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Lesson 7 Exercise: The Negative-Space Chair or "Drawing the Chair by Drawing Nothing"

As in all the other exercises, read through the directions first before drawing. I've duplicated the first animation from Lesson 6. It's very informing for this exercise. I think it ties together well with the Lesson 7 assignment and the second animation. Click the following link to see it again. (To come back to this page make sure you click the "back" button on your browser - not in the demonstration window. It's like 50 or so kb in size.)

Duplicated from Lesson 6:

Chair / format / negative space: animation

This is a sizable download but should be worth a 103 kb of your time. (I hope so anyway.) There's lots more text in this animation than other ones you've seen here - take your time reading as you go. It's designed to repeat endlessly until you leave the page, so watch it two or three times. And of course you can refer to it as often as you wish. Understanding comes with leisurely repetition

Lesson 7 exercise: animation

Step 1

Pick a chair, any chair. Just make sure it's a real chair and not a photograph. I recommend a real chair but if you're really at a loss for a chair with lots of negative spaces, click chairs.

Step 2

Look at your chair through the viewfinder. (That is, hold up the viewfinder and look through it like in the illustration.) Close one eye. This will flatten the chair into 2 dimensions. Mother Nature has given us two eyes in order to view things with depth perception, that is, in three dimensions. Drawing on paper allows us to render a likeness in 2 dimensions. So it's a helpful step to experiment seeing in 2 dimensions.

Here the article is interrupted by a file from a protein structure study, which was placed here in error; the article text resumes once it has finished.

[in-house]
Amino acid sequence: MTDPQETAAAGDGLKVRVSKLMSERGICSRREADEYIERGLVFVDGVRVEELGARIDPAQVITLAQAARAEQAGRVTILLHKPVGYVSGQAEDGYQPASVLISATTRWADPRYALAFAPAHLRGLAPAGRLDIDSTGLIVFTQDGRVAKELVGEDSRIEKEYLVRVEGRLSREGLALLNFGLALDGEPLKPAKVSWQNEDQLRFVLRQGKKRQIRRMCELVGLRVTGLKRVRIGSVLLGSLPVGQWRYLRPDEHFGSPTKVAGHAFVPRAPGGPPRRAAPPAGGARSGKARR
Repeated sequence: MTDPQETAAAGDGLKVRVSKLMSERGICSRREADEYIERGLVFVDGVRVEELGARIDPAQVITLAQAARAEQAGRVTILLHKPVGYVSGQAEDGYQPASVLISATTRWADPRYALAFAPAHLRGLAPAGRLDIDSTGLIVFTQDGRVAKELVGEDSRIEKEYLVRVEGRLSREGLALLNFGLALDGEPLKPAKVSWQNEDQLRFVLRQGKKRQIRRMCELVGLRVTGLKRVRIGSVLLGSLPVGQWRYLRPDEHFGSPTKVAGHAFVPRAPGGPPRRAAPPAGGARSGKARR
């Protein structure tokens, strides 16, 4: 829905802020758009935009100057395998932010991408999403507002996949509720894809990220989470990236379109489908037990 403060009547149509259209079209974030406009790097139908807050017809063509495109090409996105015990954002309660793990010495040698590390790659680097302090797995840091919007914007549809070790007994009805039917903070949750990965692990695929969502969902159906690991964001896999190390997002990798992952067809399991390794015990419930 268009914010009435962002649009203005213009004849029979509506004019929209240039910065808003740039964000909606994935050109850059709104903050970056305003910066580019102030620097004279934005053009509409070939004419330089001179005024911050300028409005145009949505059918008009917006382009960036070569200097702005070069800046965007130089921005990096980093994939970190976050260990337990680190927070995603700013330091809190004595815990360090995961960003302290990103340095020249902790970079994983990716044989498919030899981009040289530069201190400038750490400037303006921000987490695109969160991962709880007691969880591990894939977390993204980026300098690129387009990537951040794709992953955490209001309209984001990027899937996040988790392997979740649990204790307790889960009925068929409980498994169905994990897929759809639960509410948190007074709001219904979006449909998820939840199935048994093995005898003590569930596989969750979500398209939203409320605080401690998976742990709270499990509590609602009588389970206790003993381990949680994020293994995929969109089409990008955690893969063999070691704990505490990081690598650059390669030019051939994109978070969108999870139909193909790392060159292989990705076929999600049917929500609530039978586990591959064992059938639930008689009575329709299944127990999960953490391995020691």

Lining up your chair within the viewfinder

If this feels awkward or uncomfortable, no problem. Draw with both eyes open. You'll do just fine. Closing one eye is a technique artists often use to help get a flat image on to the flat paper. (They do it because it makes the transition from 3 dimensions to 2 dimensions easier.)

Step 3

Manipulate the viewfinder until the chair fills the opening in it. Move it so that the chair touches the edges of the frame in at least 2 places. This will help partition off negative spaces that have definite shapes of their own.

Pick yourself a chair to draw - one with lots of spaces

Note: To help maintain the position of the viewfinder in one spot, build a holder for your viewfinder. Prop it up on top a couple phone books. Or try this: get a Styrofoam cup, flip the cup over, take a knife and slit a groove in the top (the narrow, solid end - it's flipped over, remember?), so you can stand the viewfinder in it. Like this:

Propping up your viewfinder

[This viewfinder has a much larger opening than the one shown in this exercise. You can use a larger opening and do the assignment exactly the same. How? Just move the chair or the viewfinder close enough so the chair still touches the inside border of the aperture - i.e. the format - as you look at it through the viewfinder.]

Step 4

Now give it a good long look. Gaze at it. Non-judgingly look at it until you feel you've practically memorized the shape of the chair. Follow around it's shapes and its borders with your eyes, just like you did in the pure contour exercise. After a few moments of scanning take a mental step back: try to look through the image and notice how the entire shape of the chair fills the opening in the viewfinder. (This might be 10 seconds or even up to a couple minutes - you'll know.)

Step 5

Now look down on the paper you'll be drawing on. Picture, that is imagine you see the outline of the chair right there on the paper. Are you starting to see it? Imagine seeing the chair touch the edge of the frame- i.e. the edges of the paper - in the same two or three places. Watch it fill up the paper.

(Have you ever stared at something for awhile, abruptly closed your eyes and then saw it for a moment, almost burned into your retina? This step is an extension of that, except I want you to use your memory.)